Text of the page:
This post explains how to write NumPy arrays to CSV files.

We will look at:

- the syntax for writing different NumPy arrays to CSV
- the limitations of writing NumPy arrays to CSV
- alternative ways to save NumPy arrays

Let’s get to it.

## Writing NumPy Arrays to CSV

You can use the `np.savetxt()`

method to save your Numpy array to a CSV file.

Make sure to:

- add “.csv” to the filename destination, and
- set the delimiter keyword to “,”

If you don’t use these two settings, NumPy will save your files as .txt. More on that later.

CSV files can be great because they are human-readable. They also have the added benefit of being easy to load into pandas or Dask DataFrames.

## Write one dimensional array

Let’s create a one-dimensional array containing random numbers using `np.random.rand()`

.

```
import numpy as np
# create 1D array
a = np.array([1,2,3])
# store in current directory
np.savetxt(
"a.csv",
a,
delimiter=","
)
```

NumPy will write the array column-wise by default. Let’s inspect the contents of `a.csv`

to confirm:

```
1
2
3
```

To write the data row-wise instead, set the `newline`

kwarg to “,” (your delimiter).

```
# write array row-wise
np.savetxt(
"very.csv",
a,
delimiter=",",
newline=","
)
```

You can also write the array row-wise by converting it to a 2D array first

```
np.savetxt(
"very.csv",
[a],
delimiter=","
)
```

In both cases, the content of `very.csv`

will look like this:

```
1 2 3
```

## Write two dimensional array

Let’s now create a two-dimensional NumPy array and save it to CSV.

```
# create 2D array
b = np.array([1, 2, 3], [4, 5, 6])
# write 2D array to CSV
np.savetxt(
"merry.csv",
b,
delimiter=","
)
```

2D arrays get written row-wise by default, as you would expect.

The contents of `merry.csv`

:

```
1 2 3
4 5 6
```

## Write three dimensional array

Finally, let’s create a 3-dimensional NumPy array and try to save it to CSV.

```
# create 3D array
c = np.random.rand(3,3,3)
# write 3D array to CSV
np.savetxt(
"christmas.csv",
c,
delimiter=","
)
```

This doesn’t work. You will see an error message like this:

```
---------------------------------------------------------------------------
ValueError Traceback (most recent call last)
/var/folders/ky/bqjn_gxn1xv0cn_8q5xvp3q40000gn/T/ipykernel_46872/1804416501.py in <module>
----> 1 np.savetxt(f"{home}/Documents/numpy/bar.csv", c, delimiter=",")
<__array_function__ internals> in savetxt(*args, **kwargs)
~/mambaforge/envs/numpy-zarr/lib/python3.9/site-packages/numpy/lib/npyio.py in savetxt(fname, X, fmt, delimiter, newline, header, footer, comments, encoding)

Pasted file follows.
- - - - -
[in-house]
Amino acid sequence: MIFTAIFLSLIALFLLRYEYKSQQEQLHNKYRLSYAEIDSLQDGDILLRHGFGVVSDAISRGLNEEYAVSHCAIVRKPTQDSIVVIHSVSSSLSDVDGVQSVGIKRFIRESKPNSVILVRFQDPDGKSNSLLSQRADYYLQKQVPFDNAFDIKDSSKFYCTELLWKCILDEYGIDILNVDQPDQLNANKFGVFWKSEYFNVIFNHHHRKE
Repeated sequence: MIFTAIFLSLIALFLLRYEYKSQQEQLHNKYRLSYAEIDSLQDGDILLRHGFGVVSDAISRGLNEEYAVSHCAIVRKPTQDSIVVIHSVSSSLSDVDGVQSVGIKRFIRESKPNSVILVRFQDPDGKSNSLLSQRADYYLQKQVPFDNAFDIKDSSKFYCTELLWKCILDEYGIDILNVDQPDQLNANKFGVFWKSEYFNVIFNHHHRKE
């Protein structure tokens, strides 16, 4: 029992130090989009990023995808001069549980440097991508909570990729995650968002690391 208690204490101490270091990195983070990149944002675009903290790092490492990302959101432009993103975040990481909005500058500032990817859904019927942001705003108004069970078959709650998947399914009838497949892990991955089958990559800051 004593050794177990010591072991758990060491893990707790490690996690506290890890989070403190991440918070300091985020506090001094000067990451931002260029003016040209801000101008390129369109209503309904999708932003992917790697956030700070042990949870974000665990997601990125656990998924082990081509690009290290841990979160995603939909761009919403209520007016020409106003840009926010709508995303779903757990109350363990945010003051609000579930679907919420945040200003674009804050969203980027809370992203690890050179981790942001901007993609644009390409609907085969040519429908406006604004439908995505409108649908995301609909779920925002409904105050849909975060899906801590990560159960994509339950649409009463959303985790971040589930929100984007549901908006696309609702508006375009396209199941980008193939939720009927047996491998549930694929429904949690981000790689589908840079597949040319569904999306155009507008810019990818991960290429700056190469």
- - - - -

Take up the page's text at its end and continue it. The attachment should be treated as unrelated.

1380 # Handle 1-dimensional arrays
1381 if X.ndim == 0 or X.ndim > 2:
-> 1382 raise ValueError(
1383 "Expected 1D or 2D array, got %dD array instead" % X.ndim)
1384 elif X.ndim == 1:
ValueError: Expected 1D or 2D array, got 3D array instead
```

CSV is a human-readable, tabular format. This means only 1D and 2D NumPy arrays can be written to CSV.

## Save Numpy Array with np.save()

Another way to store NumPy arrays on disk is using the native `np.save()`

method. This will store your arrays in binary file format.

This format allows you to save NumPy arrays in all dimensions. This means the files will not be human-readable.

```
# save 3D array to binary NPY format
np.save('christmas.npy', c)
```

Let’s see if there’s a difference in the file sizes between storing in CSV and NPY.

```
# create medium-sized 2D array
d = np.random.rand(100,100)
# save 2D array to CSV format
np.savetxt(
f"time.csv",
d,
delimiter=","
)
# get the size (in bytes) of the stored .npy file
! stat -f '%z' time.csv
```

>>> 250000

```
# save 2D array to binary NPY format
np.save('time.npy', d)
# get the size (in bytes) of the stored .npy file
! stat -f '%z' time.npy
```

>>> 80128

As you can see, the NPY file format outputs smaller file sizes: ~80KB compared to the 250KB CSV.

## Other ways to save NumPy arrays

There are also other ways to store NumPy arrays. Here’s a great blog post that shows you how to write NumPy arrays to TXT files.

You can technically also use the `np.ndarray.tofile()`

method, but this will encode the arrays into platform-dependent binary formats and so is generally not recommended.

## Parallel read/write of NumPy arrays

If you’re working with small, local data the formats mentioned above will do the job.

But many real-world datasets are the opposite of small and local: they are very large (often larger than your local memory) and cloud-based. This means you will need to read and write your NumPy arrays in parallel.

The NPY file format does not allow for reading and writing in parallel.

## Write Arrays to Zarr Instead

If you need parallel read/write, writing your NumPy arrays to the Zarr file format is the way to go. Zarr is a format for the storage of chunked and compressed arrays in any dimension. This means you can read and write your arrays **in parallel** by processing multiple chunks at once; by using a parallel processing library like Dask.

This has two important benefits over all the other file formats mentioned earlier:

- You can read / write arrays much faster
- You can read / write arrays that exceed your local machine’s memory

## Conclusion

Writing NumPy arrays to CSV is possible with the `np.savetxt()`

method — **but only if** your array has 2 dimensions or less.

The binary NPY format is more memory-efficient than CSV, but it is not human-readable and cannot be processed in parallel.

Writing your NumPy arrays in parallel is much faster and avoids memory errors if your dataset is very large. Use the Zarr file format to read and write your NumPy arrays in parallel.

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